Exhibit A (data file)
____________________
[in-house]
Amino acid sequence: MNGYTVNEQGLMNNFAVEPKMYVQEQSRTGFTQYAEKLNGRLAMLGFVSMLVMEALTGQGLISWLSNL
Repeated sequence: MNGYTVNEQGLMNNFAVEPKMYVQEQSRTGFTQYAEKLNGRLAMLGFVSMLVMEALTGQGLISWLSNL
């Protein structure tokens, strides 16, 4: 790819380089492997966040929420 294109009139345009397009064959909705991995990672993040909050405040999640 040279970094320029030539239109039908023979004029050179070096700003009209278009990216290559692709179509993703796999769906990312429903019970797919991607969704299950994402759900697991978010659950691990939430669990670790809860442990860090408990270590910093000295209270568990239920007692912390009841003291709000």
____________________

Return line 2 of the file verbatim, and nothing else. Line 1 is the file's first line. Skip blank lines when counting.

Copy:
Amino acid sequence: MNGYTVNEQGLMNNFAVEPKMYVQEQSRTGFTQYAEKLNGRLAMLGFVSMLVMEALTGQGLISWLSNL